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Proceedings Paper

Fluorescent ion indicators for detecting heavy metals
Author(s): Michael A. Kuhn; Brian Hoyland; Scott Carter; Cailan Zhang; Richard P. Haugland
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Paper Abstract

A series of fluorescent ion indicators were tested for their spectral response to submicromolar levels of 13 divalent and trivalent metal ions in aqueous solution. Upon binding their target ions, these fluorescent compounds exhibit changes in fluorescence emission intensity that are easily detectable, making them useful for direct the detection of soluble heavy metal ions including Hg2+, Cu2+, Ni2+ and Cd2+. The fluorescence response of these indicators to ion binding results from photoinduced electron transfer effects, fluorophore/quencher interactions, fluorescence quenching by heavy metal ions or a combination of these processes. The majority of the indicators we tested bind their target ions reversibly with dissociation constants (Kd) near 1 (mu) M (approximately 1 ppm) and detection limits near 100 nM (approximately 100 ppb) at pH 7. However, several indicators exhibit very high affinity for their target ion; for example, Magnesium GreenTM binds Zn2+ with a Kd near 20 nM. All the indicators synthesized and tested are based on water-soluble fluorophores that have high fluorescence quantum yields (from 0.3 to 0.7) and can be excited with an Ar laser, fluorometer or hand- held UV lamp. Furthermore, the excitation and emission spectra of these indicators are insensitive to pH changes over the range of 5 to 10, as well as to high concentrations of K+, Na+, Ca2+ and Mg2+. These properties make the indicators useful for the direct measurement of metal ions in solutions, such as biological fluids, sea water and waste streams, that contain high concentrations of salts.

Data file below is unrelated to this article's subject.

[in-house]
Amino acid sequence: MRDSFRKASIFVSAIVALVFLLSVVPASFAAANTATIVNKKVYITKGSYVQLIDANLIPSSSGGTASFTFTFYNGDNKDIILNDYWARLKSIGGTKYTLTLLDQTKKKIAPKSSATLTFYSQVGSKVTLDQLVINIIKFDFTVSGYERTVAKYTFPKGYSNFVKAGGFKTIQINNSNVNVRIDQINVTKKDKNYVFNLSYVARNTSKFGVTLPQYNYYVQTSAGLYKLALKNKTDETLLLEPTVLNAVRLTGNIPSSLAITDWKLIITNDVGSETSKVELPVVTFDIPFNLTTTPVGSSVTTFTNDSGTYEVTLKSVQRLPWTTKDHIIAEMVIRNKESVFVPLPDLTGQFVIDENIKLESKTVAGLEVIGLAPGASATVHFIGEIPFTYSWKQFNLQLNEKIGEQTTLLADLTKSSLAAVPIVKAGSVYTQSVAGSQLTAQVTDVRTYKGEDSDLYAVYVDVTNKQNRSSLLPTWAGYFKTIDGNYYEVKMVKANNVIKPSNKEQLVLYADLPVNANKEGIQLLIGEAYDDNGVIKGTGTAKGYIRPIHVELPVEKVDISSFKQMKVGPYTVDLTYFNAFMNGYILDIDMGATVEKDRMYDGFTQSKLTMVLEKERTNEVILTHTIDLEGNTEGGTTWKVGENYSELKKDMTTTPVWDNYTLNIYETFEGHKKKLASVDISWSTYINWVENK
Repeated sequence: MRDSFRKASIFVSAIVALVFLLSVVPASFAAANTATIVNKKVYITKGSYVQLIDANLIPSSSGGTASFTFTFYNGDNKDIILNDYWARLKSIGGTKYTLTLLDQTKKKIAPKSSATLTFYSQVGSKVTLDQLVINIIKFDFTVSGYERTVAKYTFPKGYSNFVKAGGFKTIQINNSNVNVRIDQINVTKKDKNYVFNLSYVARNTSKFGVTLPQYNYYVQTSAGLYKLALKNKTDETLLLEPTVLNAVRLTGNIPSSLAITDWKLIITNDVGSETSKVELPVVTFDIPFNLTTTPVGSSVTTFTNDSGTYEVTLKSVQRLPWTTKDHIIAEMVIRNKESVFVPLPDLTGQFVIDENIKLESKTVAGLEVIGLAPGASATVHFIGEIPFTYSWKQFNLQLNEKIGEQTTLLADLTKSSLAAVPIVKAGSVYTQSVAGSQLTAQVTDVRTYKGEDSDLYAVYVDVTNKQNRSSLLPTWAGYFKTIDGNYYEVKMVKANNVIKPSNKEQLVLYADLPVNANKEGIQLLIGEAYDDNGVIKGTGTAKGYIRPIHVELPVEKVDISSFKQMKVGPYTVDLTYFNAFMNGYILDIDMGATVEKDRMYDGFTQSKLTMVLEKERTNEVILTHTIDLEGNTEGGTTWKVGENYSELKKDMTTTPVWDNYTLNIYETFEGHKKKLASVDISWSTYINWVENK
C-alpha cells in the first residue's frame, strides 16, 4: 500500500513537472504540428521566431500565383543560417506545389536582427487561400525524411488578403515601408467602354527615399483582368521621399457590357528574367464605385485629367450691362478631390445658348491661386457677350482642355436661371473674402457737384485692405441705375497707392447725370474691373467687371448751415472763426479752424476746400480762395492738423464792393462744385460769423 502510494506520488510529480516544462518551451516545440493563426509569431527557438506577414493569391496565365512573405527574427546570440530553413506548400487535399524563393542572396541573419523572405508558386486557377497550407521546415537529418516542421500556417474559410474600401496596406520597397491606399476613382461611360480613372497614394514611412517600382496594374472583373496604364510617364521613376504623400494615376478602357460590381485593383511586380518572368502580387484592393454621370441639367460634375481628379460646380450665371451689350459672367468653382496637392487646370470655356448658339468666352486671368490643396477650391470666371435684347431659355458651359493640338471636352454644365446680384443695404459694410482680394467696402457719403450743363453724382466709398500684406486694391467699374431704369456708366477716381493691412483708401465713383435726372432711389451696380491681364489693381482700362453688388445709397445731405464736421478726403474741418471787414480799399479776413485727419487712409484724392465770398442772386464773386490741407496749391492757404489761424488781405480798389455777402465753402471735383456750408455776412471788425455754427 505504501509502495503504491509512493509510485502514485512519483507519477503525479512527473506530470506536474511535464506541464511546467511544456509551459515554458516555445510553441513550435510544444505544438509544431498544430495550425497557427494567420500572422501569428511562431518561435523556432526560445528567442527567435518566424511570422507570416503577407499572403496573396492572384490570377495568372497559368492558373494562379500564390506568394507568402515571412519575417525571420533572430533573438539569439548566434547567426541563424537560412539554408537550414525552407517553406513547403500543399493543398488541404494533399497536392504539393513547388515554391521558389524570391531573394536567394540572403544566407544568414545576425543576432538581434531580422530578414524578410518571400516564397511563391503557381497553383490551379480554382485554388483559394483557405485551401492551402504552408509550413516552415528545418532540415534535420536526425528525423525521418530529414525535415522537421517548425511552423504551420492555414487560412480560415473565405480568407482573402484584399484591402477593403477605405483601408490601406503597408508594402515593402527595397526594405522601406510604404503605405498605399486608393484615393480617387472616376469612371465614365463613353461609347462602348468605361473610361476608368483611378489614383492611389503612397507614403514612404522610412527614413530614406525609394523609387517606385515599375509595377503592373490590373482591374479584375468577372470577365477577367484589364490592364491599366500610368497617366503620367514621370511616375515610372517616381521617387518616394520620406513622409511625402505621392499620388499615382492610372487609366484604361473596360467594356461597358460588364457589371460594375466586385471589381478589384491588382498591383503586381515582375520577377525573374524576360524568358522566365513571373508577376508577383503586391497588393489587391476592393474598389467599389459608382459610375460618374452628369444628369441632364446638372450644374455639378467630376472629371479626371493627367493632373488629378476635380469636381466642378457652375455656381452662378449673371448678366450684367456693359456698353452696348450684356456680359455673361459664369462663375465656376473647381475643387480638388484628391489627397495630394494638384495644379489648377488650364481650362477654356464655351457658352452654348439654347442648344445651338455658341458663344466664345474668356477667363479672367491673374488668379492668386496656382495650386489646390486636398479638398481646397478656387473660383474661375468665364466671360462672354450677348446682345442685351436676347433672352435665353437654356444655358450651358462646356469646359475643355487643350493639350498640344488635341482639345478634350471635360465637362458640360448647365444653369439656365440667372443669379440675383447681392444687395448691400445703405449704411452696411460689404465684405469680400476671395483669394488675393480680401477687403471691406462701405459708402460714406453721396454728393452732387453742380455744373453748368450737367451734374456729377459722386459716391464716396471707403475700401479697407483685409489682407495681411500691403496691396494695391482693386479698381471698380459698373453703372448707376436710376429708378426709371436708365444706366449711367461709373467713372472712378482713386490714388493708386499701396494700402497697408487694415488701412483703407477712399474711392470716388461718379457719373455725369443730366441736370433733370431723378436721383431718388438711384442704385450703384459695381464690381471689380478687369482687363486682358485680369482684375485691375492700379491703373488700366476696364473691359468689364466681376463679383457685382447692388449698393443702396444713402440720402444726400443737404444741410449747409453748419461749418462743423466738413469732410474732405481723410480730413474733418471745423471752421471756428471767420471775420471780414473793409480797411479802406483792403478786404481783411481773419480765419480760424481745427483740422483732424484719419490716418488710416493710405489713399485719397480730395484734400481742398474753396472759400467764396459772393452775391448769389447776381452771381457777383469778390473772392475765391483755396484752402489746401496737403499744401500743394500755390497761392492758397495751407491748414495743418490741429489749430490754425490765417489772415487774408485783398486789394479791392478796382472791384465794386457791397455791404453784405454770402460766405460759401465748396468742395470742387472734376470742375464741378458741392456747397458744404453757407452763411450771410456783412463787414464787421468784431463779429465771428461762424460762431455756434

Paper Details

Date Published: 8 May 1995
PDF: 7 pages
Proc. SPIE 2388, Advances in Fluorescence Sensing Technology II, (8 May 1995); doi: 10.1117/12.208483
Show Author Affiliations
Michael A. Kuhn, Molecular Probes, Inc. (United States)
Brian Hoyland, Molecular Probes, Inc. (United States)
Scott Carter, Molecular Probes, Inc. (United States)
Cailan Zhang, Molecular Probes, Inc. (United States)
Richard P. Haugland, Molecular Probes, Inc. (United States)

Published in SPIE Proceedings Vol. 2388:
Advances in Fluorescence Sensing Technology II
Joseph R. Lakowicz, Editor(s)

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